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A study published this month has raised hopes of developing a vaccine against river blindness (onchocerciasis) — a major disease in West and Central Africa as well as parts of Latin America.
The researchers targeted Onchocerca ochengi, a parasitic worm closely related to Onchocerca volvulus — the parasite that causes river blindness in people.
O. ochengi causes skin lesions in cattle and is spread by the bites of the same black flies as O. volvulus.
Cattle injected with a modified and weakened form of O. ochengi larvae “developed very high levels of protection against infection,” says lead researcher Alexander Trees, from the University of Liverpool, United Kingdom.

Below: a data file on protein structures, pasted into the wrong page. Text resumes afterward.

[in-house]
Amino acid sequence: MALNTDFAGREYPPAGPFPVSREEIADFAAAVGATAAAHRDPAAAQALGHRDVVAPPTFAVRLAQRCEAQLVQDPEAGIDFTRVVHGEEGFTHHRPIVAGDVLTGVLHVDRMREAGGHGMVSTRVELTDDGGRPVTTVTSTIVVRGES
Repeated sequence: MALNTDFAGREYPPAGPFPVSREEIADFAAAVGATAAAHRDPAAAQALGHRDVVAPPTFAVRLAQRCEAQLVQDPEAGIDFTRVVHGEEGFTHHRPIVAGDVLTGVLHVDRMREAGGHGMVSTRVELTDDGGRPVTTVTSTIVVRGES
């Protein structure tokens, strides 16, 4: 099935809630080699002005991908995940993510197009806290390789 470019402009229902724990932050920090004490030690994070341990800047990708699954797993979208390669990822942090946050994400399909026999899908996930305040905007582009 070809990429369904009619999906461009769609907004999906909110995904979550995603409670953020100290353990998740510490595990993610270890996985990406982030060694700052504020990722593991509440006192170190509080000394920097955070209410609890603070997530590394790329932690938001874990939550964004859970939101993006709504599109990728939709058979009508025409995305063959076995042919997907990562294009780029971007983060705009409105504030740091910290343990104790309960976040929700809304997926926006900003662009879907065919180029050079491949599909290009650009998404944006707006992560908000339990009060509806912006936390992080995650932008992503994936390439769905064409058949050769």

Two years later, vaccinated cattle in their natural environment had far fewer parasitic worms than unvaccinated cattle.
The findings suggest that it could be possible to develop a vaccine that protects people against river blindness using a similar approach, though the scientists point out that more research is needed.
The current treatment for river blindness is the drug ivermectin, which kills larval parasites but not the adult worms. These can live for more than ten years.
“A vaccine is essentially needed to control river blindness because ivermectin lacks the power to provide a permanent cure,” says Swapan Jana, secretary of the Society for Social Pharmacology, an India-based non-governmental organisation involved in public health issues.
Some evidence suggests that resistance to ivermectin is developing in some parts of Africa.
Onchocerciasis has blinded about half a million people, according to the World Health Organization. The disease occurs in Brazil, Colombia, Ecuador, Guatemala, Mexico, Venezuela, Yemen and thirty countries in Africa.
The research was published earlier this month (11 April) in Proceedings of the National Academy of Sciences.